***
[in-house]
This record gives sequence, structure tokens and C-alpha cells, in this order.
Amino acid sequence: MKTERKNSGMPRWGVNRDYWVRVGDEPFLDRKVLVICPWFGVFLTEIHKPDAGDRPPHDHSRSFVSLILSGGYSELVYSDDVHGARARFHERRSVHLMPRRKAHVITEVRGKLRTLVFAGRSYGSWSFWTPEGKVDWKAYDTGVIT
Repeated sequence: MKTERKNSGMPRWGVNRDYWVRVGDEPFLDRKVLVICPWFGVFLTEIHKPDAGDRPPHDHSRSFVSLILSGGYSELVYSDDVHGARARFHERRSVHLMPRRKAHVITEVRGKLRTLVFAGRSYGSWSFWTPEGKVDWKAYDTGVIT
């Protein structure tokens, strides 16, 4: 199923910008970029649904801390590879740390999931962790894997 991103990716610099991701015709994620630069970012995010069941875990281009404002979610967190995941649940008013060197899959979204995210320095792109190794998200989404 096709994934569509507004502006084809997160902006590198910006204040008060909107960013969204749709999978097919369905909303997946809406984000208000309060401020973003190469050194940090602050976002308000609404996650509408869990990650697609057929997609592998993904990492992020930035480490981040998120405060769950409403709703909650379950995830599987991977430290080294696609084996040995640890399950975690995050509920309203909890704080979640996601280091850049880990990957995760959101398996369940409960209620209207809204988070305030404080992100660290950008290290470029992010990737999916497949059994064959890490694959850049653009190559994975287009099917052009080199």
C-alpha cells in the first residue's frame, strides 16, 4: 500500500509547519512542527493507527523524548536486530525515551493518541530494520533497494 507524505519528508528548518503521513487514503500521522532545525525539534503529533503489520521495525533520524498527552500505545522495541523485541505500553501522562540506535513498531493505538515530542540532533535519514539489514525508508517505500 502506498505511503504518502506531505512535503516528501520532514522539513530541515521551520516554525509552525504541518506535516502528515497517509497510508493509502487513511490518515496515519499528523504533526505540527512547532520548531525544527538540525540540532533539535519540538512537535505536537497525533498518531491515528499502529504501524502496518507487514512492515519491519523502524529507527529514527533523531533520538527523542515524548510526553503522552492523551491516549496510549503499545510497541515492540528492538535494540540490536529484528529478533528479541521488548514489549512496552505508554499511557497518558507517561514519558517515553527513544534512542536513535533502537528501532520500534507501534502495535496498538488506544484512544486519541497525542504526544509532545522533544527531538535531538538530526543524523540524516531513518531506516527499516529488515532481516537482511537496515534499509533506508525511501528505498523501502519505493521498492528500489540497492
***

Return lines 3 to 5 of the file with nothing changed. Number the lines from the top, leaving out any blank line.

Amino acid sequence: MKTERKNSGMPRWGVNRDYWVRVGDEPFLDRKVLVICPWFGVFLTEIHKPDAGDRPPHDHSRSFVSLILSGGYSELVYSDDVHGARARFHERRSVHLMPRRKAHVITEVRGKLRTLVFAGRSYGSWSFWTPEGKVDWKAYDTGVIT
Repeated sequence: MKTERKNSGMPRWGVNRDYWVRVGDEPFLDRKVLVICPWFGVFLTEIHKPDAGDRPPHDHSRSFVSLILSGGYSELVYSDDVHGARARFHERRSVHLMPRRKAHVITEVRGKLRTLVFAGRSYGSWSFWTPEGKVDWKAYDTGVIT
């Protein structure tokens, strides 16, 4: 199923910008970029649904801390590879740390999931962790894997 991103990716610099991701015709994620630069970012995010069941875990281009404002979610967190995941649940008013060197899959979204995210320095792109190794998200989404 096709994934569509507004502006084809997160902006590198910006204040008060909107960013969204749709999978097919369905909303997946809406984000208000309060401020973003190469050194940090602050976002308000609404996650509408869990990650697609057929997609592998993904990492992020930035480490981040998120405060769950409403709703909650379950995830599987991977430290080294696609084996040995640890399950975690995050509920309203909890704080979640996601280091850049880990990957995760959101398996369940409960209620209207809204988070305030404080992100660290950008290290470029992010990737999916497949059994064959890490694959850049653009190559994975287009099917052009080199």